She says she would continue the work of Suthers, who Coffman greatly admires. Suthers certainly has the admiration of many, but he has also raised many eyebrows along the way, most recently signing the state onto a brief that urged the Supreme Court to uphold California’s Proposition 8, which bans gay marriage.
He was also one of 26 state AGs who sued the federal government over President Barack Obama’s federal health care law. Suthers was actually in attendance when the Supreme Court heard arguments.
Coffman does not believe it is inappropriate for the AG’s office to weigh in on such meaty topics.
“I think you would see a similar level of visibility and activity, but perhaps on different issues,” she said. “This position is an opportunity, and I think there’s a responsibility for whoever is in it, to highlight issues that are important… to the people of Colorado from a legal perspective.”
Don Quick, the Democrat
But not all AG candidates agree that Suthers has appropriately inserted the state into certain matters. Don Quick, the former Adams County district attorney, is currently the only Democratic candidate to have filed paperwork for the AG’s race.
He told The Colorado Statesman that Suthers was wrong to sign the state onto the Proposition 8 legal battle.
“That’s not a Colorado law,” explained Quick. “We do not have the authority to defend it, that’s a California law, so I wouldn’t have gotten involved in that.”
But Quick does believe the AG’s office should consider such landmark cases to get involved with when there is a compelling interest.
“I don’t think all class actions by the attorney general are wrong, you have to kind of figure out what are the ones to get involved in and which ones to not…” opined Quick. “That’s always the challenge of the attorney general, is you’re the lawyer for the state of Colorado, you have obligations to defend Colorado state law…”
Quick has received the high-profile endorsement of recently retired Interior Secretary Ken Salazar, perhaps one of the best-known Democrats in the state. Salazar served as Colorado attorney general from 1999-2005.
Quick and Salazar worked together when Quick was chief deputy for Salazar at the attorney general’s office. Salazar joined Quick for his candidacy announcement at the Capitol on May 6.
“I was thinking about the characteristics that you want to have in this state for an attorney general. In my view, those are three: honesty, willingness to uphold the rule of law no matter what the political consequences are, and three, making our community safer,” Salazar declared on the west steps of the Capitol. “I think on all of those fronts, Don Quick gets an A+.”
Salazar also pointed to Quick’s work on juvenile justice and keeping adolescents away from crime and in school. Quick played a key role in creating the Adams County Youth Initiative, which launched in 2005.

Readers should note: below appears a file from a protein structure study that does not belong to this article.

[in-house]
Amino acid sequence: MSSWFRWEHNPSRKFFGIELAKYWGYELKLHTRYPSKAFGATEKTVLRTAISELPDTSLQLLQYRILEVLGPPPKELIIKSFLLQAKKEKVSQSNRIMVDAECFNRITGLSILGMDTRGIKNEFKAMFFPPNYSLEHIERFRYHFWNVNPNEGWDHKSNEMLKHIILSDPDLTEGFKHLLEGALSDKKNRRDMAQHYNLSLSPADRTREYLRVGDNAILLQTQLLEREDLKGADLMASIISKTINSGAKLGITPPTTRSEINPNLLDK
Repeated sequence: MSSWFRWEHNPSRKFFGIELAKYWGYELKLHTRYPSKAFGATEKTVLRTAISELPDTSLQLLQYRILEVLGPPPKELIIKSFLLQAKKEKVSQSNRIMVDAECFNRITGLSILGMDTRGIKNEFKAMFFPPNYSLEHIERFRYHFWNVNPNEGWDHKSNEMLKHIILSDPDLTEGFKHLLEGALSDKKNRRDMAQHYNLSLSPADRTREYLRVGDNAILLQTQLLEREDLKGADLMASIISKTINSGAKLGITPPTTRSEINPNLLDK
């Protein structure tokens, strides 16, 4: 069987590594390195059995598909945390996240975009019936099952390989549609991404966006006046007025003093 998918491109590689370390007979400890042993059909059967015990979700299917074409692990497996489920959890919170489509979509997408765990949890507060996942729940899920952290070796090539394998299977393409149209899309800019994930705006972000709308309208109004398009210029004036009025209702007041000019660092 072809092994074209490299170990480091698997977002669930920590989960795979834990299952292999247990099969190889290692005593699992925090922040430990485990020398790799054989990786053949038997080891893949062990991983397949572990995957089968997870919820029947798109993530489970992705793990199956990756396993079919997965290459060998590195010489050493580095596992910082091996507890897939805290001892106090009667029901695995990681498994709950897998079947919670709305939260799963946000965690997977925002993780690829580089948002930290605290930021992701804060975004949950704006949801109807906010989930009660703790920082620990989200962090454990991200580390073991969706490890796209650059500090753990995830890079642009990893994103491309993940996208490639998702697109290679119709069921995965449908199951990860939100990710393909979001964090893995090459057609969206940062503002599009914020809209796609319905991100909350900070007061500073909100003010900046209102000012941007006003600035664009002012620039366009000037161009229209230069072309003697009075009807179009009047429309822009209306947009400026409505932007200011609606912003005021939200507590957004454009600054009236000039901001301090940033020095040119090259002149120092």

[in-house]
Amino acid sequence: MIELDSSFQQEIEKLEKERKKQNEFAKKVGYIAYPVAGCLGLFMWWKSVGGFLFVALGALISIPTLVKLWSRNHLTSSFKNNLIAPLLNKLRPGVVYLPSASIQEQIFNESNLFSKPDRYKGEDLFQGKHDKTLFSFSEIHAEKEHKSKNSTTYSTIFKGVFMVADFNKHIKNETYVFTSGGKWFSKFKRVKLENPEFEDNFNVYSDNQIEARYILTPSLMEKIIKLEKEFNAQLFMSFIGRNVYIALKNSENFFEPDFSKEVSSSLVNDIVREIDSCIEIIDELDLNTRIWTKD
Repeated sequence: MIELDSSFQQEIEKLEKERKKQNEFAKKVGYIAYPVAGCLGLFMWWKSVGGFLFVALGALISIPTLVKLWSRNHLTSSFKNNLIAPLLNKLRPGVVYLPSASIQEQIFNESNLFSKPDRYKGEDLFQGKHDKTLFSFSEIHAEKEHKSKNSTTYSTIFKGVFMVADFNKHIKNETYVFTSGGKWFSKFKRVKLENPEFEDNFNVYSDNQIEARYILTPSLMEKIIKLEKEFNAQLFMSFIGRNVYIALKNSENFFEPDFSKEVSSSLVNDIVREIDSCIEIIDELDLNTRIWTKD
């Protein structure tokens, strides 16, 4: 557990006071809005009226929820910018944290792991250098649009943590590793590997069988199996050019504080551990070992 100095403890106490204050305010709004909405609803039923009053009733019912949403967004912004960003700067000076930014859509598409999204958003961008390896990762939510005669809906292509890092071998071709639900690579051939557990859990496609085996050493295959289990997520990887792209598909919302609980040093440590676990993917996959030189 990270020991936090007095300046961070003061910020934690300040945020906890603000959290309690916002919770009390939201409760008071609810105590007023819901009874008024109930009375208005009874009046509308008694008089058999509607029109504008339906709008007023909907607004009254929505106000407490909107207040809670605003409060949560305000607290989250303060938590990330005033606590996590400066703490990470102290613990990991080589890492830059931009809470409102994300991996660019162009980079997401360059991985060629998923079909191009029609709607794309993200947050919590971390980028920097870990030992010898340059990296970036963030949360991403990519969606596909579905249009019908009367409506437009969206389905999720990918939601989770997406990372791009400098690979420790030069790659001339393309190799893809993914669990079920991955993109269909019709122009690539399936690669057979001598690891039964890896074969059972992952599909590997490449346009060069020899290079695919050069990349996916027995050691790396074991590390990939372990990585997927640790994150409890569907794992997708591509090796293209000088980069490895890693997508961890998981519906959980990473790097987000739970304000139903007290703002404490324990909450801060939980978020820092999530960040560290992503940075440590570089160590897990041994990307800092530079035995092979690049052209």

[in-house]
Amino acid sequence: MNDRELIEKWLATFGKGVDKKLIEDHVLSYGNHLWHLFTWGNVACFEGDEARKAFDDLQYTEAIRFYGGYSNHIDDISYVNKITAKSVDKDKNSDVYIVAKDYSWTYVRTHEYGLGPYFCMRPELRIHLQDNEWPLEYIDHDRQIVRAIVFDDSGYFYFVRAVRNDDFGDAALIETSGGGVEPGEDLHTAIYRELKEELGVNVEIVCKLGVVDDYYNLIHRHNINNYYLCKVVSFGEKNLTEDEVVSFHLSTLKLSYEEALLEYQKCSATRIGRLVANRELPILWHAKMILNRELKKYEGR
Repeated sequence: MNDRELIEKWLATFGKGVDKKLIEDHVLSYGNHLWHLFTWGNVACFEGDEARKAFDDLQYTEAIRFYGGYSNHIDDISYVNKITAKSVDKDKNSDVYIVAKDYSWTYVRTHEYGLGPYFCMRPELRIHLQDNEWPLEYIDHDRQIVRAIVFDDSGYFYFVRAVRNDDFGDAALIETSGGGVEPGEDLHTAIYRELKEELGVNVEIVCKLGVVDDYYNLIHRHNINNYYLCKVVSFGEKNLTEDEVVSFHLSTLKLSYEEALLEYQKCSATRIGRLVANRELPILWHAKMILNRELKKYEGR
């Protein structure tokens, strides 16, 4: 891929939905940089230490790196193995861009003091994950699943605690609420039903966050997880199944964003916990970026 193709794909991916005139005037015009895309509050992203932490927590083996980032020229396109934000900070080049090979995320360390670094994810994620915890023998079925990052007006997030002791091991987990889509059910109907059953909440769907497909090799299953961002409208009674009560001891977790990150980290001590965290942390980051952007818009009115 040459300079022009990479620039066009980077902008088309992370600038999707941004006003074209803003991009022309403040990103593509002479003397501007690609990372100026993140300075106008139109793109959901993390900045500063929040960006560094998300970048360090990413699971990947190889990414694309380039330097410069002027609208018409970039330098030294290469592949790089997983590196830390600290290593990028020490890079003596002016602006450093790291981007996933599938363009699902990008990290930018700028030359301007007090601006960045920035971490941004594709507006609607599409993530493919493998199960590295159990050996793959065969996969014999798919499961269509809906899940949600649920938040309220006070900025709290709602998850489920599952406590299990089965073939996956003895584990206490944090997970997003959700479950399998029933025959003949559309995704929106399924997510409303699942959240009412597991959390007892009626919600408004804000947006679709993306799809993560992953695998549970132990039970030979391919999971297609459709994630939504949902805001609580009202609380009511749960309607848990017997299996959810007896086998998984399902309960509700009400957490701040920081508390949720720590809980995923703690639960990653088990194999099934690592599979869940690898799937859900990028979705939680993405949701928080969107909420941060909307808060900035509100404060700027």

“There is really something that stands out in my mind above anything else with respect to what Don did in making communities safer, and that is his absolute passion in making sure that we prevent our young kids from going down the path of wrongdoing in the first place,” attested Salazar.
Quick pointed out that juvenile crime dropped in Adams County by over 44 percent, and that the most violent crimes by juveniles dropped by 92 percent from eight years ago.
“That cannot be your only strategy, to incarcerate people,” said Quick. “We also have to figure out how to do a better job preventing crime across the state of Colorado, and the best place to do that is with our kids.”
Quick said Salazar’s endorsement was important to him, but not because it’s a political endorsement, but because it was based on his work with Salazar over the years.
“Where Ken’s is special is he’s not endorsing me because I’m a Democrat,” explained Quick. “The reason he’s endorsing me is because for six years he saw the work I did at the attorney general’s office.
“Ken Salazar is a direct guy, and if I hadn’t done a good job for him, he wouldn’t be out telling people that I did,” Quick continued. “Obviously Ken is very popular in a lot of respects on both sides of the aisle, and so that’s important. But to me, just as important, or maybe more important, is the substantive recommendation he’s making.”
Rumored Democratic candidates
Rumors have been circulating that Boulder County District Attorney Stan Garnett might make another run for attorney general on the Democratic ticket. He ran in 2010 and lost to Suthers. But Garnett tells The Statesman that it is unlikely that he will pursue another run next year.
“I would like to run for state office again at some point; this is not a good time for me personally,” he said. “And I also don’t want the people of Boulder County to think that I’m always turning around and running for something else. I’ve got another eight years I can be district attorney in Boulder, so I think it’s unlikely I’ll get in the race.”
Garnett added that he does not want to hurt the Democratic Party by crowding a primary field, suggesting that he supports much of what Quick has to offer.
“I want to see the Democratic Party run a strong progressive candidate for AG,” explained Garnett. “I’m watching the race closely. I’m personally fond of Don Quick, I’d like to see how his campaign develops in watching him develop his position on some of the issues that are important.”
Senate Majority Leader Morgan Carroll, D-Aurora, is also rumored to be considering a run for AG. She could not be immediately reached for comment on Friday.